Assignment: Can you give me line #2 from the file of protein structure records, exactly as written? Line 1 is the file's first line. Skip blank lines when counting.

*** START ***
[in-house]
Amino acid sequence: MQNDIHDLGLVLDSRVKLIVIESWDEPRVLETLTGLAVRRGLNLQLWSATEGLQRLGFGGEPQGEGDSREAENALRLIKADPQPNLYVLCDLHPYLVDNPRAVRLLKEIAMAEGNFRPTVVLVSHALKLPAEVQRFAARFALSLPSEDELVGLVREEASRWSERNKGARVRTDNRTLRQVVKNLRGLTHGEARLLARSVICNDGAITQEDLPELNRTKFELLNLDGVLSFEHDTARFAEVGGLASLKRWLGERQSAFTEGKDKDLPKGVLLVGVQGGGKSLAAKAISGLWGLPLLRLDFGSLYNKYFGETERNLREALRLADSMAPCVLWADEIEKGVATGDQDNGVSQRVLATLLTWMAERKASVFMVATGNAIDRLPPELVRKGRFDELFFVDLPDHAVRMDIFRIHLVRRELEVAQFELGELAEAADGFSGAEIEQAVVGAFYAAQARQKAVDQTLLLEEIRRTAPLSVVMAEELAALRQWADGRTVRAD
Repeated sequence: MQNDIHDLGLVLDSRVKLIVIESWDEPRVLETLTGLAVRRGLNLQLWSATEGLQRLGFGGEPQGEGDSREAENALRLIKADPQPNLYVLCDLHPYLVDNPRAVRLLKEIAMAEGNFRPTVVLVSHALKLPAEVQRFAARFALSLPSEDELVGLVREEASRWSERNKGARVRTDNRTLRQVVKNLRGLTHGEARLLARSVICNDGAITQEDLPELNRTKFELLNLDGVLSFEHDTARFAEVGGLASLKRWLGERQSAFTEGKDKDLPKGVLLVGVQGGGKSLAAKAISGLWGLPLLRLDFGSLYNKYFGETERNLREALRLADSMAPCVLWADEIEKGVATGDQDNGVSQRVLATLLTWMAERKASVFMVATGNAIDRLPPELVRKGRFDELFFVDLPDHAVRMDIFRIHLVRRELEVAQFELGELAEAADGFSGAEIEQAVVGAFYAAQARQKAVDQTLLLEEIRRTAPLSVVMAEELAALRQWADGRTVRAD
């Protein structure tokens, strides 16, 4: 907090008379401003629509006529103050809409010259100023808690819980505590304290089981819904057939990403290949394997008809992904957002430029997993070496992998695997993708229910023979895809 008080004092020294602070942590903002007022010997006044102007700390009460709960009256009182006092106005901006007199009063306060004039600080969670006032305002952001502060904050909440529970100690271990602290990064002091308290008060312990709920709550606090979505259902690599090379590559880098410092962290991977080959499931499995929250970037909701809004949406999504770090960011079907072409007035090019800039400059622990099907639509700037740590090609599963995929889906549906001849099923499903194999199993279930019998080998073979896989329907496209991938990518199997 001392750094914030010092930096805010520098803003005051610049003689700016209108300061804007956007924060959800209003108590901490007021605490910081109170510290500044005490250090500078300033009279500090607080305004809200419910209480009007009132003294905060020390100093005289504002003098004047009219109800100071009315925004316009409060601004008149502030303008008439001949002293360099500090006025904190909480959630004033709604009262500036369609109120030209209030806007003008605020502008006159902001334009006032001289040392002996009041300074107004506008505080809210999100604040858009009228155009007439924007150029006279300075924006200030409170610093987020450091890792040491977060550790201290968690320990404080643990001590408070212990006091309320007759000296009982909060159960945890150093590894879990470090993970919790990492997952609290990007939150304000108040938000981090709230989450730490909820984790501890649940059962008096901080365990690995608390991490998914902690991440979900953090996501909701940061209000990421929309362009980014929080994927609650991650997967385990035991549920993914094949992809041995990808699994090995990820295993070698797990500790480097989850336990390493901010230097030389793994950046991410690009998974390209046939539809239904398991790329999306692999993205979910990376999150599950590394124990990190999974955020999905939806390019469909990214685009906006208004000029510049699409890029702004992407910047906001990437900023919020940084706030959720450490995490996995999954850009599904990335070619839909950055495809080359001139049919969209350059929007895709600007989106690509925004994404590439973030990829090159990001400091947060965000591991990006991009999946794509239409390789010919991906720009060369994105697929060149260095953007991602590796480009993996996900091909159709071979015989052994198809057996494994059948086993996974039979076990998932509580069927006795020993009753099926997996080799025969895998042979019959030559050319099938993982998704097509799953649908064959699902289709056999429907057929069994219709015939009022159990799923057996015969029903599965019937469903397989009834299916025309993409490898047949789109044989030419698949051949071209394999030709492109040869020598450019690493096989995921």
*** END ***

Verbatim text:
Amino acid sequence: MQNDIHDLGLVLDSRVKLIVIESWDEPRVLETLTGLAVRRGLNLQLWSATEGLQRLGFGGEPQGEGDSREAENALRLIKADPQPNLYVLCDLHPYLVDNPRAVRLLKEIAMAEGNFRPTVVLVSHALKLPAEVQRFAARFALSLPSEDELVGLVREEASRWSERNKGARVRTDNRTLRQVVKNLRGLTHGEARLLARSVICNDGAITQEDLPELNRTKFELLNLDGVLSFEHDTARFAEVGGLASLKRWLGERQSAFTEGKDKDLPKGVLLVGVQGGGKSLAAKAISGLWGLPLLRLDFGSLYNKYFGETERNLREALRLADSMAPCVLWADEIEKGVATGDQDNGVSQRVLATLLTWMAERKASVFMVATGNAIDRLPPELVRKGRFDELFFVDLPDHAVRMDIFRIHLVRRELEVAQFELGELAEAADGFSGAEIEQAVVGAFYAAQARQKAVDQTLLLEEIRRTAPLSVVMAEELAALRQWADGRTVRAD